Last Updated on May 16, 2022
Have you ever stood in the fishing aisle of a sporting goods store and listened to the old-timers tell their tales? I have spent countless hours doing this, but before I became the fishing guru I am today I couldn’t determine whether they were using slang or speaking in tongues.
All I could do back then was stand there, smile, and nod along despite having
zero clue what the old-timers were talking about. I started having flashbacks to high school algebra when they tried to convince me that X could stand for a number (I still deny that this is possible).
After years of study, I have finally mastered the lexicon of fishing. To spare you the torture of plastering a big, dumb grin across your face while you pretend to comprehend the expert anglers’ jargon, I’ve compiled this indispensable glossary for your reference.
Memorize it now – nothing is more important than fishing terms.
All The Most Popular Fishing Slang Terms You Should Know
Albies – Albacore
Barries – Barracuda
Boil – Big fish chasing a little fish on the top
Backlash – Horrible tangle up
Breezers – Fish just passing through
Brackish – Murky water
Dink – Tiny fish
Lunker – Big bass
Action: The measure of a fishing rod’s performance standards – essentially the point at which it bends when tension is applied to the line. When fishermen go looking for some action, it’s decidedly less risqué.
Angler: An individual who spends inordinate amounts of time and money attempting to outwit an animal with a brain the size of a pea.
Artificial Bait: Man-made bait used to catch fish. Dough baits like PowerBait are an excellent example. Heck, even regular old bread dough constitutes man-made bait.
Artificial Lures: Man-made lures used to catch fish. Crankbaits, jerkbaits, and spinnerbaits are all artificial fishing lures.
Backlash: When you create a bird’s nest out of your fishing line in your baitcasting reel. Backlash also describes your wife’s reaction upon discovering you paid more for your rod and reel than you did for her cubic fauxconia engagement ring.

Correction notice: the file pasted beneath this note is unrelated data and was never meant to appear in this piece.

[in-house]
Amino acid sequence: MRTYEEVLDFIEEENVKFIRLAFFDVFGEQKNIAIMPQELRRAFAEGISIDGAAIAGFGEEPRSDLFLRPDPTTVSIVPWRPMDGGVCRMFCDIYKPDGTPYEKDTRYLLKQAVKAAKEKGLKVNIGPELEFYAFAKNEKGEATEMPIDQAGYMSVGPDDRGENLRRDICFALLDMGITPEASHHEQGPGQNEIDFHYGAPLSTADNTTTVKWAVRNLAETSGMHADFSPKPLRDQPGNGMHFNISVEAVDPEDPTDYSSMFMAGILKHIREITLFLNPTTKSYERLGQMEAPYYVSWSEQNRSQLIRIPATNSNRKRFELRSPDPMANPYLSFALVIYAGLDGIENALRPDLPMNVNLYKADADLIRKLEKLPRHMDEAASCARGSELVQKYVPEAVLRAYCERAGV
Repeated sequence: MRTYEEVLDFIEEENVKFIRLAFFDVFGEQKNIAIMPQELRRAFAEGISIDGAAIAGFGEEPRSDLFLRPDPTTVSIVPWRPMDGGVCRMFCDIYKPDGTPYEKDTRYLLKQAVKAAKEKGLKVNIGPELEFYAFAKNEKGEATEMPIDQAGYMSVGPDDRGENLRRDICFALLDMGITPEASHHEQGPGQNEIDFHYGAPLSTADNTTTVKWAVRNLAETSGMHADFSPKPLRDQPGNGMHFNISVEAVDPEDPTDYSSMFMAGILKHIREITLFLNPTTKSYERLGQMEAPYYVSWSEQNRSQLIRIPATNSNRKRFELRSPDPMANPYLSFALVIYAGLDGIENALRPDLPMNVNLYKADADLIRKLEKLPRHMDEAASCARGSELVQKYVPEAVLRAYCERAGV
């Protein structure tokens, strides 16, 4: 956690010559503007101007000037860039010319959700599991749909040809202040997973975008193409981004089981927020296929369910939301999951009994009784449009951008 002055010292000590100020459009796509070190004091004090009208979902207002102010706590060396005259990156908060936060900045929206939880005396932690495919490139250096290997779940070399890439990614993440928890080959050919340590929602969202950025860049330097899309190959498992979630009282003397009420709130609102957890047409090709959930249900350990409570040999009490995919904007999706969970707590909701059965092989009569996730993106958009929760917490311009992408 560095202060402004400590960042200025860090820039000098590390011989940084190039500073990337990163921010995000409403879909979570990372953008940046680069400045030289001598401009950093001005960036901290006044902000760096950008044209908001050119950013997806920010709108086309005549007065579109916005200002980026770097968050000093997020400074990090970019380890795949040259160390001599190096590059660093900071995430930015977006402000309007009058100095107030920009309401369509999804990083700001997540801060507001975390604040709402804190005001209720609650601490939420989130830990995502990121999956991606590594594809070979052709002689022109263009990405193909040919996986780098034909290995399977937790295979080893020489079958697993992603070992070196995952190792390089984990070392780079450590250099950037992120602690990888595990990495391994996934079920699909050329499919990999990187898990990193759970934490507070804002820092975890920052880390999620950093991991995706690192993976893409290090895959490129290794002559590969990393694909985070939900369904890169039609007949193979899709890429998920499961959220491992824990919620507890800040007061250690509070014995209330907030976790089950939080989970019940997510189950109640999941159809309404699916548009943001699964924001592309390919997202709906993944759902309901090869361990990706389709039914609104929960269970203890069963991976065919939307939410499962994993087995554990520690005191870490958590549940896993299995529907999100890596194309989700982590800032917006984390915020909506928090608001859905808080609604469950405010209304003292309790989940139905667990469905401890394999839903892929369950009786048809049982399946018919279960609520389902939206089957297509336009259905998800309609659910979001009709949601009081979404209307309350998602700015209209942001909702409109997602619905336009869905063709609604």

Bag Limit: The number of fish you are legally allowed to keep, somewhat like the maximum number of women you can date at the same time in the same area code. (Although I typically keep that number at a safe and constant zero.)
Bail: The rounded wire on a spinning reel that spools your fishing line. Also the thing your cousin asks for when he calls you from jail at one in the morning.
Baitfish: A small fish, such as a minnow, that gets eaten by predators. It’s the circle of life.
Bar: A shallow area that protrudes out into the water, or the place where your cousin is no longer welcome until he provides $600 for professional stool relegging.
Barb: The sharp point on the end of a hook that angles outward to keep the fish’s lip from shaking loose. Some hooks are barbless to facilitate the catch and release process.
Beds: A small area where bass lay their eggs and subsequently become extremely possessive of. Also the leading cause of bed head.
Bite: The big event all anglers are perpetually waiting for; the moment a fish decides to ruin the rest of its day.
Black Bass: A term used to describe several different bass species including largemouth, smallmouth, and spotted bass. None of these fish are actually black, which casts doubt on the descriptive abilities of anglers.
Bobber: The floating device that keeps your bait at a specific depth and indicates when you have a bite.
Brackish Water: Describes naturally occuring water that is more saline than freshwater, but not as saline as sea water. Brackish water typically exists around estuaries and may give habitat to freshwater and ocean fish alike.
Braided Fishing Line: A resilient yet small diameter fishing line. It’s often used as the mainline with a connected mono or fluoro leader.
Brush Pile: Man-made structures that provide underwater shade and shelter to fish species including bass and crappie. It’s easy to lose a lure at a brush pile, so it’s best to rehearse your curse words before casting near one.
Bottom Fishing: Fishing using weights that keep baits near or on the bottom. Popular for catching catfish.
Channel: In fishing terminology, the word “channel” commonly refers to the deepest area of a creek or river. Geologists have their own definition for this word, but they are nerds.
Chum: Chopped up fish and other morsels that game fish find appealing. “Chumming the water” means you’re treating an area with bait in order to guide fish to your waiting lines.
Clarity: How deep you can see into the water. Not to be confused with a clarinet, which is your cue to leave the country if your kid ever brings one home from school.